If you haven't seen this video, it's an E-2 Hawkeye mostly landing on an aircraft carrier. I say mostly because they touch down, catch a cable, then the cable breaks, and they roll off the end of the flight deck somewhat below flying speed. The pilot already has the throttles at max power, keeps the nose down, and scrapes together enough energy to fly in ground effect over the water for long enough to build airspeed and climb. Good outcome for the flight crew. Eight crew members on deck were injured by the snapped cable, though none of the injuries seem likely to be life threatening.
Is this applicable to your flying? Yes! Yes, it is! If you operate under high density altitude conditions, you will at some point find yourself with less airspeed than you need to climb. If you keep the nose down like this intrepid naval aviator, you might have time to build up energy and climb out. Airspeed control is actually more important the terrain avoidance. Better to fly a plane into the ground under control than to avoid the ground but run out of airspeed at 40 feet.
Aviation Week did a very thorough survey on the causes of accidents that occur during flight training. Flight training is relatively safe compared with Part 91 general aviation broadly, but it's not without accidents. I won't steal AW's thunder, but loss of control in flight was the biggest killer by far in single-engine training accidents, and most of those are during formal upset prevention and recovery training (UPRT) flights. You should read their analysis, but my quick thought is that training accidents have always been mostly simulated emergencies that became real emergencies. You can't simulate unusual attitudes. We're really going to the abnormal flight attitude. It's hardly a surprise that this is the most likely thing to go awry.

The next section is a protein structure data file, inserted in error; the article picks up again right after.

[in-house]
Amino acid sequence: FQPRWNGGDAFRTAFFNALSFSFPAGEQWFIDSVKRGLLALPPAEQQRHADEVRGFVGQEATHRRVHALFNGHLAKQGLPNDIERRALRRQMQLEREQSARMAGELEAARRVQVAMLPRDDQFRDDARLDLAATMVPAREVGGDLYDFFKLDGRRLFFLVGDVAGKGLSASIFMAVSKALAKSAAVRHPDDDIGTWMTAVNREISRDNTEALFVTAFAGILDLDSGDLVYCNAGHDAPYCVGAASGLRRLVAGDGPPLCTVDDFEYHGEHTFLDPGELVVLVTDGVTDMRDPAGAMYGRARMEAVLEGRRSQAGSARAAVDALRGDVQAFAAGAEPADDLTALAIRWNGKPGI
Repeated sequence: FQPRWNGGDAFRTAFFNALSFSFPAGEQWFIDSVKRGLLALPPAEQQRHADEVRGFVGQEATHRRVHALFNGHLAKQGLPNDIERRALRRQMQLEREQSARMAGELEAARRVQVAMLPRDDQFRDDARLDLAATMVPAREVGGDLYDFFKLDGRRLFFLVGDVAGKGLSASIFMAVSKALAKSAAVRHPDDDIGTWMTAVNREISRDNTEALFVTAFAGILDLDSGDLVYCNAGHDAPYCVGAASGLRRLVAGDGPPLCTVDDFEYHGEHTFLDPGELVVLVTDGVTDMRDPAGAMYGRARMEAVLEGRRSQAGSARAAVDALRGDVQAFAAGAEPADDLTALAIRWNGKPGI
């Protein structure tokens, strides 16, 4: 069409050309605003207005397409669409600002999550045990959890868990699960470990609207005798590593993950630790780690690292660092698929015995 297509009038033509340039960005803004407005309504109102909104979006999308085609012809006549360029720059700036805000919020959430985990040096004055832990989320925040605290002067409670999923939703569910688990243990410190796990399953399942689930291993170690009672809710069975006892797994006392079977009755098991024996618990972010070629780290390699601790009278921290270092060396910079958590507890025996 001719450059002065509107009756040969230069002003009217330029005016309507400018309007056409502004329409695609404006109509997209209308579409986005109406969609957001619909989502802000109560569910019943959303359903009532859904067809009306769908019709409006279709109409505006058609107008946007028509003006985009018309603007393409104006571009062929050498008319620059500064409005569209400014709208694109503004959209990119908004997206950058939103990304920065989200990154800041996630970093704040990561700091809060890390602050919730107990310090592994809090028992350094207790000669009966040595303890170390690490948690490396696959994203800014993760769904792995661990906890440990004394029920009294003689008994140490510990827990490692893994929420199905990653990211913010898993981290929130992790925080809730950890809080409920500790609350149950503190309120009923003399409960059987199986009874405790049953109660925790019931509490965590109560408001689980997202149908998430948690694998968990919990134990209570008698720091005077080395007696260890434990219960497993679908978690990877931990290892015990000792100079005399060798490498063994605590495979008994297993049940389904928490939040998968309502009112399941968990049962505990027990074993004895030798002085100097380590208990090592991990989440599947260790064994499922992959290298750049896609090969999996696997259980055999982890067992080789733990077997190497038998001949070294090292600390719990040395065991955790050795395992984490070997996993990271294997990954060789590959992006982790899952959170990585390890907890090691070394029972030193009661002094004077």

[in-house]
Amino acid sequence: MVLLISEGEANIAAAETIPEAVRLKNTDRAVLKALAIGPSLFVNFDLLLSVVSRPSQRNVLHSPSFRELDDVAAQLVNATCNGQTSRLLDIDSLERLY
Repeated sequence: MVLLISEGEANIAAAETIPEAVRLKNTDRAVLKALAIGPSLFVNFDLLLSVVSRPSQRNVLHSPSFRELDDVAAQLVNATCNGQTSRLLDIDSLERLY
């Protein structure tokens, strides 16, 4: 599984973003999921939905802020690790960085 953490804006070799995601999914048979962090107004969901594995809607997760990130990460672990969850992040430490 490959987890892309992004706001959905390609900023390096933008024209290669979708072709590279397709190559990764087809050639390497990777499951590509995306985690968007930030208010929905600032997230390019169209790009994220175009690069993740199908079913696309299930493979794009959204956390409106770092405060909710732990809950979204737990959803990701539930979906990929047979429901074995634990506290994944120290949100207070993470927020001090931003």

We don't often use these exact terms, but the struggle for CFIs to make our students "masters of the magenta" rather than "children of the magenta," is maybe the most talked about issue in flight instructing today. The G1000 and ForeFlight are super powerful tools that make flying easier and safer, but it's really, really hard to teach students to use these tools without teaching reliance on them.